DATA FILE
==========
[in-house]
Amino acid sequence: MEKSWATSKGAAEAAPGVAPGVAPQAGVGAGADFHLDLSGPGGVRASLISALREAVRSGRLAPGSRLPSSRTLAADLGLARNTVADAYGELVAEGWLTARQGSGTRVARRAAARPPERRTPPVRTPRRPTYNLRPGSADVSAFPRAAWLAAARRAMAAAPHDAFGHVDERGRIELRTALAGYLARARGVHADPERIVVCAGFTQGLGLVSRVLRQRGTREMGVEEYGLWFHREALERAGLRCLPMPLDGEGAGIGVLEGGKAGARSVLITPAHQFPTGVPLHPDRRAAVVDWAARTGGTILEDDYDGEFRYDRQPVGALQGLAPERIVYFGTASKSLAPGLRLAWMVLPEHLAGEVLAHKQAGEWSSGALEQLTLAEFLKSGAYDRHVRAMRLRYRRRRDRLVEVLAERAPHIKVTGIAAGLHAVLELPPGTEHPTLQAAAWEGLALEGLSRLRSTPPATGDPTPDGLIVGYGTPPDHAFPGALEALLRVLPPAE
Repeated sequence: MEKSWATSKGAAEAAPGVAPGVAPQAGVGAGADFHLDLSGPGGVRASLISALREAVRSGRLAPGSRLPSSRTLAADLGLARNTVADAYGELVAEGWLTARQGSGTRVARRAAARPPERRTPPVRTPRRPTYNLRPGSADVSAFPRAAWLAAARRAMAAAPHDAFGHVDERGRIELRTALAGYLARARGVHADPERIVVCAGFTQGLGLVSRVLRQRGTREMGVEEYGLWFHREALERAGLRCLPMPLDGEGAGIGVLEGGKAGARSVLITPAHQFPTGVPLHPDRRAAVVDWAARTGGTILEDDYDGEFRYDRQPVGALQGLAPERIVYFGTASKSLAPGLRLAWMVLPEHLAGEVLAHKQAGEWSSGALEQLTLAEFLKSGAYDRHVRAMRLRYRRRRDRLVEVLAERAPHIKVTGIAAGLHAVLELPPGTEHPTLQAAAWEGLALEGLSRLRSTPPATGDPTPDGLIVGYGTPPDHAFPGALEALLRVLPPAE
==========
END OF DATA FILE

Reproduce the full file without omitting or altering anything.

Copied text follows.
[in-house]
Amino acid sequence: MEKSWATSKGAAEAAPGVAPGVAPQAGVGAGADFHLDLSGPGGVRASLISALREAVRSGRLAPGSRLPSSRTLAADLGLARNTVADAYGELVAEGWLTARQGSGTRVARRAAARPPERRTPPVRTPRRPTYNLRPGSADVSAFPRAAWLAAARRAMAAAPHDAFGHVDERGRIELRTALAGYLARARGVHADPERIVVCAGFTQGLGLVSRVLRQRGTREMGVEEYGLWFHREALERAGLRCLPMPLDGEGAGIGVLEGGKAGARSVLITPAHQFPTGVPLHPDRRAAVVDWAARTGGTILEDDYDGEFRYDRQPVGALQGLAPERIVYFGTASKSLAPGLRLAWMVLPEHLAGEVLAHKQAGEWSSGALEQLTLAEFLKSGAYDRHVRAMRLRYRRRRDRLVEVLAERAPHIKVTGIAAGLHAVLELPPGTEHPTLQAAAWEGLALEGLSRLRSTPPATGDPTPDGLIVGYGTPPDHAFPGALEALLRVLPPAE
Repeated sequence: MEKSWATSKGAAEAAPGVAPGVAPQAGVGAGADFHLDLSGPGGVRASLISALREAVRSGRLAPGSRLPSSRTLAADLGLARNTVADAYGELVAEGWLTARQGSGTRVARRAAARPPERRTPPVRTPRRPTYNLRPGSADVSAFPRAAWLAAARRAMAAAPHDAFGHVDERGRIELRTALAGYLARARGVHADPERIVVCAGFTQGLGLVSRVLRQRGTREMGVEEYGLWFHREALERAGLRCLPMPLDGEGAGIGVLEGGKAGARSVLITPAHQFPTGVPLHPDRRAAVVDWAARTGGTILEDDYDGEFRYDRQPVGALQGLAPERIVYFGTASKSLAPGLRLAWMVLPEHLAGEVLAHKQAGEWSSGALEQLTLAEFLKSGAYDRHVRAMRLRYRRRRDRLVEVLAERAPHIKVTGIAAGLHAVLELPPGTEHPTLQAAAWEGLALEGLSRLRSTPPATGDPTPDGLIVGYGTPPDHAFPGALEALLRVLPPAE